U.S. Senator Charles E. Schumer, U.S. Senator Kirsten E. Gillibrand and Congressman Tim Bishop today announced $4,023,035 million of Federal Emergency Management Agency (FEMA) Public Assistance funding for Suffolk County, which will reimburse the cost of debris removal in the aftermath of Superstorm Sandy.
“Superstorm Sandy destroyed neighborhoods throughout Suffolk County, creating a massive cleanup effort for Suffolk County’s sanitation department and placing a burden on local taxpayers,” said Schumer. “This reimbursement for debris cleanup is critical in making sure that Suffolk residents are not on the hook entirely for the expenses and I am pleased that this necessary funding is being provided.”
“Long Island roads and infrastructure suffered severe damage while Suffolk County sanitation workers were on the front lines tirelessly removing debris in the aftermath of the storm,” said Gillibrand. “This necessary reimbursement is an important step as we continue to meet Long Island’s needs to recover and rebuild.”
“I am delighted that my office, along with Senators Schumer and Gillibrand, was able to work with FEMA to get this money to Suffolk County. A successful recovery from Superstorm Sandy will require the continued cooperation of all levels of government,” said Bishop.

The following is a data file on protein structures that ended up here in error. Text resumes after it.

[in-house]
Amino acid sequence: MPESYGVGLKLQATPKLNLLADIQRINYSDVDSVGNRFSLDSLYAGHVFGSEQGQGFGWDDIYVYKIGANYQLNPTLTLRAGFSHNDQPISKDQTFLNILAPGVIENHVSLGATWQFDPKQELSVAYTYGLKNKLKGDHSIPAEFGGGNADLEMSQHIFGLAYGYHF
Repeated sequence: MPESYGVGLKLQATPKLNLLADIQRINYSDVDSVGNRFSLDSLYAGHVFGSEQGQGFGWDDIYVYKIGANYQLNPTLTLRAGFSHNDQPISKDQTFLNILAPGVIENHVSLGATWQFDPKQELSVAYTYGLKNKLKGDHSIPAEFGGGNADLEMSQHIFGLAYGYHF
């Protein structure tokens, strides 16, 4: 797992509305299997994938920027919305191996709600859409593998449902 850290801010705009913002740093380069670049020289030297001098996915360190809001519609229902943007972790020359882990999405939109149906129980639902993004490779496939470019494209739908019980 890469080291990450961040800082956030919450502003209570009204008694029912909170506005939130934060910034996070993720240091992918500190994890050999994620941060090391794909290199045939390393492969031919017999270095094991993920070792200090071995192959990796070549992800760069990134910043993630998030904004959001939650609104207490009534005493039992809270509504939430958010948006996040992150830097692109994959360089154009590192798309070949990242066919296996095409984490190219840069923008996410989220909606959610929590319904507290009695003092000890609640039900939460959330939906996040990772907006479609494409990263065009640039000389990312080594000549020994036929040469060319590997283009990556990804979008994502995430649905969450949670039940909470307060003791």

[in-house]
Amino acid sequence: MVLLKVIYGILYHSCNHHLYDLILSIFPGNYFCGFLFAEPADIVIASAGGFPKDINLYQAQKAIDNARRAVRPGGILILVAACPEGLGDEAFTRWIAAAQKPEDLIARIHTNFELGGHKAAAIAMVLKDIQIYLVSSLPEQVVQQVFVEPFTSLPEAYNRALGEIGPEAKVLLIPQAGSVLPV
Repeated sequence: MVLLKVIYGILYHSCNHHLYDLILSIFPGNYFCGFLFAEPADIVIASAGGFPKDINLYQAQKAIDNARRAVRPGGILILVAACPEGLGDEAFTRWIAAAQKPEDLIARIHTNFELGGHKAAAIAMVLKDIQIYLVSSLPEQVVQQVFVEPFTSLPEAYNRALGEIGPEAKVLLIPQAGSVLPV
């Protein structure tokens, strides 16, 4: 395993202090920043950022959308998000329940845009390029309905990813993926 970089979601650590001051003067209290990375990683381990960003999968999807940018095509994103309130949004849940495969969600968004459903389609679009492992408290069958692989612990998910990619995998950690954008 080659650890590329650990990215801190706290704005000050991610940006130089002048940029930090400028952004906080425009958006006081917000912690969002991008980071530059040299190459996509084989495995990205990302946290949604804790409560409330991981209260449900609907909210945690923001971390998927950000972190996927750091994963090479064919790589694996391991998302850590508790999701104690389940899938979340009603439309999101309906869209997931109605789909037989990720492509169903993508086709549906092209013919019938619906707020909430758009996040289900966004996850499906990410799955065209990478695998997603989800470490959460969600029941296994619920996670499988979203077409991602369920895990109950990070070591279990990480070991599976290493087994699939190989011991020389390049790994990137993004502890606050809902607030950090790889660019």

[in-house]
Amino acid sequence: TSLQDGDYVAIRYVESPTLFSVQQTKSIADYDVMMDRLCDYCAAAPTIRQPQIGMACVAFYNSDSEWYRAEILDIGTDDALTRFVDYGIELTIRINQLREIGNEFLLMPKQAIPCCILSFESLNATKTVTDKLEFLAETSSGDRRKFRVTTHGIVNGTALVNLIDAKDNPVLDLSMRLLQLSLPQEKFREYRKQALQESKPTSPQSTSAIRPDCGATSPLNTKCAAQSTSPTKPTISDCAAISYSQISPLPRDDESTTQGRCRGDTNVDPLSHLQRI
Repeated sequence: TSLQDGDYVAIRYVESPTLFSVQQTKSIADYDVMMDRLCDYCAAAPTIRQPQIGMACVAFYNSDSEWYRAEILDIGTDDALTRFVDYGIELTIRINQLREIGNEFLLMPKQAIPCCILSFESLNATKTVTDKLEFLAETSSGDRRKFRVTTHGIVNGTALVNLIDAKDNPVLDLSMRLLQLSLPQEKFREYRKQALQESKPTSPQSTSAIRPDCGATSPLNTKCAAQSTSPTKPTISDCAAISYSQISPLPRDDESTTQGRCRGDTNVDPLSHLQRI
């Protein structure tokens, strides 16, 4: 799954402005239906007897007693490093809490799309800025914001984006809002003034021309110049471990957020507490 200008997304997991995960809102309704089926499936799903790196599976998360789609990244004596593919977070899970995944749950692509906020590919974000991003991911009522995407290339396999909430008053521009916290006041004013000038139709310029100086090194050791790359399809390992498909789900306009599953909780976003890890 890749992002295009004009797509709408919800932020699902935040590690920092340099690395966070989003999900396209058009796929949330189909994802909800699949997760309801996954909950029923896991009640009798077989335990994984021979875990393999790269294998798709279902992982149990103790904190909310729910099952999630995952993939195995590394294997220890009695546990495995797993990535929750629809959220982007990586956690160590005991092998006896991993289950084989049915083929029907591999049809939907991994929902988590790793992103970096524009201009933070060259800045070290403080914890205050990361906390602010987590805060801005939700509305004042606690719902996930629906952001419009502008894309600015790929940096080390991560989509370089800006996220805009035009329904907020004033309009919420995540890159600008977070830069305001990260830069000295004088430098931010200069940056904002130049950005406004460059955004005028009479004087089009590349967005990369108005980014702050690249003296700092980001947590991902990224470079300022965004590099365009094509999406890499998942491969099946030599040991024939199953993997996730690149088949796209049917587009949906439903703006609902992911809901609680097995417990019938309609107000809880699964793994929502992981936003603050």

“I thank Senators Schumer and Gillibrand and Congressman Bishop for advocating on behalf of Suffolk County residents,” said County Executive Bellone. “The receipt of these FEMA funds will enable the County to continue with its rebuilding and recovery efforts and provides assurance that monies expended on behalf of Suffolk County residents will be reimbursed by FEMA in a timely manner.”
FEMA has awarded $4,023,035 to Suffolk County for debris removal after Superstorm Sandy. The funding will go to the Suffolk County Department of Public Works-Sanitation for costs incurred in the removal of debris resulting from the disaster. Suffolk County sustained damage throughout the county including downed trees, fallen limbs, downed power lines and severely damaged infrastructure.